We have lots of stories about inclusion but after watching this video you’ll wish ‘you could have been there’ for this one.
We each have something priceless, a ‘thing we do’… that we take for granted, often unable to recognize its value or worth to others.
Some of us can create a gourmet meal out of bread crumbs and leftovers, or see the potential in an old ramshackle house and turn it into a mansion, or enter a pig stye and tidy and clean it as if it were our own, or sit, listen and stay with someone who needs to download their grief or the gripes, or keep a secret and rebuild broken trust, or hug and hold and carry a deeply wounded person, or just be there for that broken soul when all seems lost.
Most of these actions of love go unheralded. Rarely do leaders or public speakers applaud the many actions of unconditional love by ordinary folk on a day to day basis. There is no big story or answer… just lots of little conversations.
I don’t have too many of the qualities mentioned above… neither do I have an abundance of silver and gold… but I can sit and strum and sing for hours to someone who needs a little peace. And regarding this small thing… I am slowly learning that, in a way, it’s my contribution to the community around me.
Love doesn’t care about reputation or getting down and getting dirty to help another.
A story of escaping the prison of professionalism after finding love inside the music.
Like a coal miner’s son I was born into a trade and a tribe that I would serve, through good times and bad for the rest of my days. They’d bury me with my guitar and my union card.
I had a dinner suit for the bigger clubs and casino shows, blue jeans, black T’s and doc martins for the smaller pubs and seedier clubs, an array of guitars and amps, skills and ‘guitar licks’ enough in the genre’s of jazz, blues, rock and country music to make a decent living. After several hundred club gigs I graduated up into the recording studio brotherhood and, as a professional I was on time, I played my parts proficiently and I got the job done. I continued to rise through the ranks and soon I was performing on network Television.
I had made it and as much as a guitar player can be, I was model professional.
Now and then in the midst of this professional journey I would be foolish and play music for fun… on my own of course, in a room somewhere private… where no one could hear me… and I would fall upon little treasures that I didn’t understand or know what to do with… and so, I would keep them to myself and then go off onto my next professional gig, keep my head down and do my job.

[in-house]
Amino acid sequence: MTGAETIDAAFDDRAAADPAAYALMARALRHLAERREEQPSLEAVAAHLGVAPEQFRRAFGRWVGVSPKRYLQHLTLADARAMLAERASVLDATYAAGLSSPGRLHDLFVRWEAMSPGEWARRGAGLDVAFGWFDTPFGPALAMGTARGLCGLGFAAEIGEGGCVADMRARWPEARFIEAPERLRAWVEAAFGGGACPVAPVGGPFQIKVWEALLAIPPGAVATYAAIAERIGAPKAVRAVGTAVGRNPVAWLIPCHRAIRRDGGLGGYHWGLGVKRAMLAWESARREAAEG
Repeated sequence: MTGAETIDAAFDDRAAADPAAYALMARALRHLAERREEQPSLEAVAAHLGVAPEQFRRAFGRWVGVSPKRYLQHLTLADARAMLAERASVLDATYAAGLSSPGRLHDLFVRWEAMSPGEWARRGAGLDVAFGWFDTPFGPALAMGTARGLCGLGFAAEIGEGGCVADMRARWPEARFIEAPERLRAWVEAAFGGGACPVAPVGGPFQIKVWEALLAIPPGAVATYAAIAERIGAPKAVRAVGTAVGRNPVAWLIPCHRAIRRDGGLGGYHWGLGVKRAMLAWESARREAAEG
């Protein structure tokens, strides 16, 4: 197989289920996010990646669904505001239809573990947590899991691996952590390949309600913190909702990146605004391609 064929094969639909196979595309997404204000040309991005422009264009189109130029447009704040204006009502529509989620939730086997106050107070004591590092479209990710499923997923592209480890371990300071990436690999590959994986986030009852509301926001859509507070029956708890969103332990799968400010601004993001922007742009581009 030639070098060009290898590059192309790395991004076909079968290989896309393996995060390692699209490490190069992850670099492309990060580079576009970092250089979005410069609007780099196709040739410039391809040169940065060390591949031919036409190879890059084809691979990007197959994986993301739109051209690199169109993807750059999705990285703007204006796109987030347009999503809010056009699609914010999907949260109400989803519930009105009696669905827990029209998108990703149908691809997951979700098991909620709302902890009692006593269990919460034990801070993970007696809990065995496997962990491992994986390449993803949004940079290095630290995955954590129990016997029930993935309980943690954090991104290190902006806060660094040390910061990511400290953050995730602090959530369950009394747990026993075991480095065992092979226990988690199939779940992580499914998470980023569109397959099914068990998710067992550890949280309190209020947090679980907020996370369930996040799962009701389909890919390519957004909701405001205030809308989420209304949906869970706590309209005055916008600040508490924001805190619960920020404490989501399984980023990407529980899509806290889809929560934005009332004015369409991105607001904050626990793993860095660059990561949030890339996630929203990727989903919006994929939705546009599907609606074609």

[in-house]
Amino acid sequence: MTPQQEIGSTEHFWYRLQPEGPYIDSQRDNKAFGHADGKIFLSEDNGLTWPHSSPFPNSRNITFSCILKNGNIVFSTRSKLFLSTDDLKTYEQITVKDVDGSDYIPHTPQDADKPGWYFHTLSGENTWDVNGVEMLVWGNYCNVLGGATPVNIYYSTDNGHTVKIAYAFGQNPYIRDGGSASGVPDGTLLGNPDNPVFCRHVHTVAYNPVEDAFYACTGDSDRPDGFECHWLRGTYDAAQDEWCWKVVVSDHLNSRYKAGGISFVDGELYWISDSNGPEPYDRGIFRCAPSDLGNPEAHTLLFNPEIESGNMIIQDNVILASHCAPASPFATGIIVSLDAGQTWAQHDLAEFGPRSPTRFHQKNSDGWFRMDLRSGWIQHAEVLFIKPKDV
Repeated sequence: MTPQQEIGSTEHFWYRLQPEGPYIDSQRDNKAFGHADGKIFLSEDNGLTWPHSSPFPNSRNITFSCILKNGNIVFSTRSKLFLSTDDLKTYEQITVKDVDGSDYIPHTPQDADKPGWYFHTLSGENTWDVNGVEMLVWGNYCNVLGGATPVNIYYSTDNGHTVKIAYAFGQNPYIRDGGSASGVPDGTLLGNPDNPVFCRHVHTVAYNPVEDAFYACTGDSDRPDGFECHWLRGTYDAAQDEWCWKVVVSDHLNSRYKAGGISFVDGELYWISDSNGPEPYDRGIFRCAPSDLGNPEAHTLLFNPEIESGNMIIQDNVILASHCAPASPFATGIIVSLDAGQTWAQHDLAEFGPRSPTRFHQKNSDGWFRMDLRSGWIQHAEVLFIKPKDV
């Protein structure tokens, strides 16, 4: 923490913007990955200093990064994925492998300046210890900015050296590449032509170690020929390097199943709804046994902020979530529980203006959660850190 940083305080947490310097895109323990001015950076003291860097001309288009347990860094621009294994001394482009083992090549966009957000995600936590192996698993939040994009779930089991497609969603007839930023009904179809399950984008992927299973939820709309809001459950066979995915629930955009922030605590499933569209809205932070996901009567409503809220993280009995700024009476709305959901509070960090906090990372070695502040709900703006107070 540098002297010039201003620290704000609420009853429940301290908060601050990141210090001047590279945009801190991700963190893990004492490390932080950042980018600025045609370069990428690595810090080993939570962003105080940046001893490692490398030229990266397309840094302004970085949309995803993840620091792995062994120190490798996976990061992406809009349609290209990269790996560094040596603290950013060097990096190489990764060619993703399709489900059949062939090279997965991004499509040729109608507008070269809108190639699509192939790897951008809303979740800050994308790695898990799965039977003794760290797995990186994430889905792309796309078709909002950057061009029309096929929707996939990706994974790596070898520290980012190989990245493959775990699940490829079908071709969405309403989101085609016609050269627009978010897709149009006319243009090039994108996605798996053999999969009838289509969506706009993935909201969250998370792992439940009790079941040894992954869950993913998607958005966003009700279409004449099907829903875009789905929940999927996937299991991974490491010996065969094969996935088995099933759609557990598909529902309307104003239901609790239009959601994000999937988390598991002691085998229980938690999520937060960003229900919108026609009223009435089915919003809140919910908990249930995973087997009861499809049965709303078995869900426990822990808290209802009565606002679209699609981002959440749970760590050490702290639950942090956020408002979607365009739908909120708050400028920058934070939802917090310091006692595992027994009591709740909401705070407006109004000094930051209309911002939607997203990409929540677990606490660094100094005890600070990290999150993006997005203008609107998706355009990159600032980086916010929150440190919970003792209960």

But, like a child reading his first Agatha Christie novel… I could not put ‘the book’ down… or stay away from my closet musings with my guitar and these little noodlings or melodies of childlike lyrics… all of which… was very unlike the professional I was trained to be. For, without realizing it, I was falling in love… with music and these simple little musical ideas and chordal shapes.
I would stumble upon a basic uncomplicated chord progression and begin to imagine a rock pool or a mountain stream and I would sit there and let the peace wash over me. Then I would hear someone walking down the hall towards my hideout and I would hurriedly put my guitar away as if I had been caught doing something naughty.
In the quest for true identity I discover that I am loved for who I am, not what I do.. and that someone is for me, even more than I am myself… priceless.
Last week a singer-songwriter, who had been most insistent (like the old woman and the judge) that we get together for a ‘one on one’, dropped by my office. The songwriter hoped that I would agree to a) be her songwriting coach and b) introduce her to producer‘s or labels that would be interested in signing her.
After we had moved on from discussing the weather and completed the usual pleasantries associated with meeting someone new, she took out her acoustic guitar and played some of her original songs for me.
I could hear the makings of a good writer in her… and I can honestly say that I was impressed with bits and pieces of each song… a melody here and a lyric there.
But that’s like saying that the parts of the apple the worm hasn’t eaten are quite edible.
Have you ever been offered a job that seemed too good to be true?
One organization chased me for years, wanting me to take on the role of their creative director. The job would have required me to uproot my family and move again… this time out of LA… away from where I believed I was meant to be.
After each polite refusal these guys would offer more money and bigger perks.
Their last offer was kind of crazy…”They would pay me $150k per year plus a large deposit on a house of my choosing and all I had to do was be an influence over the creative team… I didn’t have to do any specific work or show up at any given time…
“Please… just live amongst us!”
I said no… It was just too good to be true.
What happens when the curious child in us makes music or writes songs?
When we feel no pressure from adults, from peers or society, trends, the popular people, the FB likes, our audience or fans, the leaders of our community and or the Boss that signs the checks… we are free to say what we want and… how we want.
We can write absolute nonsense and it wouldn’t matter.
We could experiment with topics, rhymes, beats, time, instrumentation, lyrics and so on.
We could, in a sense, throw musical paint at a canvas to see what it looks/sounds like.
Or we could just turn the canvas upside down? It might be what we had in mind but couldn’t say in an upright position.
With no one to impress… what can you hear or see in your curious child imagination?
Recorded live with Rhythm Gospel & Blues @ Cafe M, Long Beach, CA